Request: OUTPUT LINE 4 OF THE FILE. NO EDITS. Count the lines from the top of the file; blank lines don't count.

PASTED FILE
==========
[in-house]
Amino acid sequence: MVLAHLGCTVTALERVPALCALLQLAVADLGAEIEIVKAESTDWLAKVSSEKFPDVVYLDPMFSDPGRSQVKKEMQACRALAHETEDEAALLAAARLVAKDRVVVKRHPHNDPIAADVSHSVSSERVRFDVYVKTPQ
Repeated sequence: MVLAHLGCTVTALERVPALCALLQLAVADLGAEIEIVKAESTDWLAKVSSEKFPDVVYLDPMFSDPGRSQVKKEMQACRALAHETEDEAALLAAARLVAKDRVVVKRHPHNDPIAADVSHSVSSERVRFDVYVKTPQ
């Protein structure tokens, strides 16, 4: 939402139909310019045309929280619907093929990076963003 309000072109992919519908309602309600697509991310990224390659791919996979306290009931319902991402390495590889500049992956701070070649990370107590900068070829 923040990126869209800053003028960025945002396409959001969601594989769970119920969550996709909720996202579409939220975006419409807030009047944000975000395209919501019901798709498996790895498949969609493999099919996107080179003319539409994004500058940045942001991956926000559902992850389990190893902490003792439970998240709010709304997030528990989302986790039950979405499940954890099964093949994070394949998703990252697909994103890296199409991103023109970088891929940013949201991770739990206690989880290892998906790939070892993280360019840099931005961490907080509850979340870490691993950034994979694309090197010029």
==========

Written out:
């Protein structure tokens, strides 16, 4: 939402139909310019045309929280619907093929990076963003 309000072109992919519908309602309600697509991310990224390659791919996979306290009931319902991402390495590889500049992956701070070649990370107590900068070829 923040990126869209800053003028960025945002396409959001969601594989769970119920969550996709909720996202579409939220975006419409807030009047944000975000395209919501019901798709498996790895498949969609493999099919996107080179003319539409994004500058940045942001991956926000559902992850389990190893902490003792439970998240709010709304997030528990989302986790039950979405499940954890099964093949994070394949998703990252697909994103890296199409991103023109970088891929940013949201991770739990206690989880290892998906790939070892993280360019840099931005961490907080509850979340870490691993950034994979694309090197010029």